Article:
Every Olympics needs its own old-school-versus-new-school controversy, and at the 2012 Games we’ve already seen feuds between Hope Solo and Brandi Chastain and the new Dream Team versus Old Dream Team. Now, it seems Usain Bolt is going for the trifecta, and he has Olympic legend Carl Lewis in his sights.
“Everybody’s forgotten about him,” says Bolt, on the back of becoming the only back-to-back 100m and 200m champion in Olympic history.
Two decades ago, Lewis was a track and field star of the highest order, winning nine gold medals and 10 overall. Regularly topping the world rankings in the 100 meter, 200 meter and long jump, he still holds many world records including the indoor long jump. Sports Illustrated named him “Olympian of the Century,” and many see him as a trailblazer who took track and field from amateur to professional status and enabled those who’d follow in his footsteps to have lucrative, longer-lasting careers.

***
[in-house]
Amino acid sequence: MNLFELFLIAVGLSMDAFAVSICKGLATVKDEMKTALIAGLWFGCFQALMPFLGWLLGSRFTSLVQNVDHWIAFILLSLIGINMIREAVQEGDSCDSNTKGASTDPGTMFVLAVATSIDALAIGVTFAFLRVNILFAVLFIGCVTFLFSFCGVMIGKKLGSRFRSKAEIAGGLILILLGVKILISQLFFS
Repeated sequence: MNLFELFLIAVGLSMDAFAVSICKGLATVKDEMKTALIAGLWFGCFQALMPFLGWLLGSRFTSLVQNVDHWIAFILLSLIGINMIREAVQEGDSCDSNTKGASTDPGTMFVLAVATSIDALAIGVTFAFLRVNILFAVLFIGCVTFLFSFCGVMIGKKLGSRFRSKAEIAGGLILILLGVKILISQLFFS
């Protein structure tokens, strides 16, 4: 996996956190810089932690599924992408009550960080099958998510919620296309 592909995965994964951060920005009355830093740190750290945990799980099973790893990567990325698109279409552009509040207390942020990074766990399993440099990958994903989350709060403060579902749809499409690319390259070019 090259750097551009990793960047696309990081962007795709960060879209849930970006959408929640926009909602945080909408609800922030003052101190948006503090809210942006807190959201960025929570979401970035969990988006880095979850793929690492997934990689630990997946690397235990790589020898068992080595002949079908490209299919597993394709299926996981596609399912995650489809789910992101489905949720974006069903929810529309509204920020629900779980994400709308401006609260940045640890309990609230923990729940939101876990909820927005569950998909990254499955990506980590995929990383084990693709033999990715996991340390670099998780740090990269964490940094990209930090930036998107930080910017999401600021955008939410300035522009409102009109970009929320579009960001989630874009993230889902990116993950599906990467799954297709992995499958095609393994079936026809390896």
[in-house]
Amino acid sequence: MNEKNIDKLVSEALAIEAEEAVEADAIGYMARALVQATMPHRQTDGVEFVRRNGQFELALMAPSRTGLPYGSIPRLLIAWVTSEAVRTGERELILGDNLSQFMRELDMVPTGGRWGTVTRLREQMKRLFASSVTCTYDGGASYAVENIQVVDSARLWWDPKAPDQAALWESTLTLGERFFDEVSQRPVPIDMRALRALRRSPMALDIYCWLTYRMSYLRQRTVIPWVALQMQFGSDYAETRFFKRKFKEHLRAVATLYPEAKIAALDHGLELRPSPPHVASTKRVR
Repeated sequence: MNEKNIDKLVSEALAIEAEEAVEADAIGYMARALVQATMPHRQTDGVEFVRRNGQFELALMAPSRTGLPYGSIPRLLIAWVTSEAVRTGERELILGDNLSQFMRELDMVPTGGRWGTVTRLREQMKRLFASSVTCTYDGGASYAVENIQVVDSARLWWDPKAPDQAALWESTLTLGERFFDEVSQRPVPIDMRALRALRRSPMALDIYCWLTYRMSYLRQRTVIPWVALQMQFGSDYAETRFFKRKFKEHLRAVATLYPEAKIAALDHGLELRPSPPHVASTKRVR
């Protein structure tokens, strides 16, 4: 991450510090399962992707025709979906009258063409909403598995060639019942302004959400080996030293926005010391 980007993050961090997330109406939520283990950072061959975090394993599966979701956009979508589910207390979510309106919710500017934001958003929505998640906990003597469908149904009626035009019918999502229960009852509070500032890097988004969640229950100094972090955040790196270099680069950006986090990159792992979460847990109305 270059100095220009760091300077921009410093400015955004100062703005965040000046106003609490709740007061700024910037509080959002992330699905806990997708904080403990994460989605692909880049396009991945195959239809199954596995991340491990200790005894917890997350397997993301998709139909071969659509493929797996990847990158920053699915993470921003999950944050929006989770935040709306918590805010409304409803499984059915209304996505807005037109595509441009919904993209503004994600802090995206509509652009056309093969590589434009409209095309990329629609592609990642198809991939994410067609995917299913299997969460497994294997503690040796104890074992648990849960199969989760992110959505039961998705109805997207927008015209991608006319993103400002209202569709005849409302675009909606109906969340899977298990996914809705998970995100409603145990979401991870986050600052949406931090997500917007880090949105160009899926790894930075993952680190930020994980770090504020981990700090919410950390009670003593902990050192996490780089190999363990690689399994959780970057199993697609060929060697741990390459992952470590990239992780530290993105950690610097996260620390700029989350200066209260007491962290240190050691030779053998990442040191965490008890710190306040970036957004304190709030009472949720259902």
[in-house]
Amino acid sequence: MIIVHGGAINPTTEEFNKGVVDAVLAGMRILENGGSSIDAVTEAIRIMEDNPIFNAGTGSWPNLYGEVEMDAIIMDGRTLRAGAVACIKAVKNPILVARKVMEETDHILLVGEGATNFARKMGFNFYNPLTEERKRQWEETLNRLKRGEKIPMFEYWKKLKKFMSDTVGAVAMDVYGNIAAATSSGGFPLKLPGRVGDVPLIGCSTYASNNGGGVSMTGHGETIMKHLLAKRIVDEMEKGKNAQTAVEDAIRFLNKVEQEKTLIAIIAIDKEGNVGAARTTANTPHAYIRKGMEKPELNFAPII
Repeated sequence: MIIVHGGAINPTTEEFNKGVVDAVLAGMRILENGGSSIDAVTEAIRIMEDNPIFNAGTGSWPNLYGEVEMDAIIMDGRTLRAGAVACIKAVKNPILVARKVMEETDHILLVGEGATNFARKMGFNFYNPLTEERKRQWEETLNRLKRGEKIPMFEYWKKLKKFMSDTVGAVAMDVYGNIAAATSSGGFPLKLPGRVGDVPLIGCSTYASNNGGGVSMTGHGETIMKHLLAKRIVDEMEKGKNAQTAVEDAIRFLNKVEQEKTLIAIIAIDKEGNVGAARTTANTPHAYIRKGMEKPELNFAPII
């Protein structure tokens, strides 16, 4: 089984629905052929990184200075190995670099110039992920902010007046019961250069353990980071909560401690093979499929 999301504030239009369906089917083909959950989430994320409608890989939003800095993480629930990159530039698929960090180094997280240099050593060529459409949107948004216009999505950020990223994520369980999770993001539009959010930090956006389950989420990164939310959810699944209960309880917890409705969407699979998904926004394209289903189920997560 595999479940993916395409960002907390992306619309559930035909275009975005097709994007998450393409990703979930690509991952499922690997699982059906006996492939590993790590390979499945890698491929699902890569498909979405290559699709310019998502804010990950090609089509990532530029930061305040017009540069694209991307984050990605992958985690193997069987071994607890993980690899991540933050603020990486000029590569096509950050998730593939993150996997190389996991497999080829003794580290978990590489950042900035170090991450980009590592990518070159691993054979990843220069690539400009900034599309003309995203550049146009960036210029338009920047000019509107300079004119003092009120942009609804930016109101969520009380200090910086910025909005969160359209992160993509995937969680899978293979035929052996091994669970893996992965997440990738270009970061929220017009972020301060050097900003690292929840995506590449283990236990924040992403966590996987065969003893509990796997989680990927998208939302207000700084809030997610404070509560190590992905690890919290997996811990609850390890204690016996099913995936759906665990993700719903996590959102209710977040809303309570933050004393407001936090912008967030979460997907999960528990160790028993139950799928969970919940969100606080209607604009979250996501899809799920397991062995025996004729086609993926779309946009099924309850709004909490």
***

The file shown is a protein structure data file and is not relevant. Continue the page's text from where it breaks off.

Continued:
But now, the man who is perhaps the most notable athlete to sprint in Lewis’ footsteps is revealing some bad blood between the two.
“I’ve lost all respect, all respect,” he tells USA Today. “I’m going to say something controversial right now. Carl Lewis, I have no respect for him. The things he says about the track athletes is really downgrading for another athlete to say something like that. I think he’s just looking for attention, really, because nobody really talks much about him.”
Bolt is referring to comments Lewis made starting as far back as 2008, when he spoke with SI and cast suspicion on how Bolt attained his speed: “I think there are some issues. No one is accusing anyone. But don’t live by a different rule and expect the same kind of respect.”
Lewis further said that Olympics fans would be crazy to not suspect steroids were in play. “For someone to run 10.03 one year and 9.69 the next, if you don’t question that … you’re a fool. Period.”
Now, the 25-year-old Bolt is wrapping up an Olympics that seems to have put him above the ranks of Lewis and Jesse Owens and into the rarefied ranks of the greatest athletes in their respective sports. Indeed, when he answered another question, he said that he is to sprinting what Michael Jordan is to basketball and Muhammad Ali is to boxing.
“I’m guessing I’m in that category,” he says.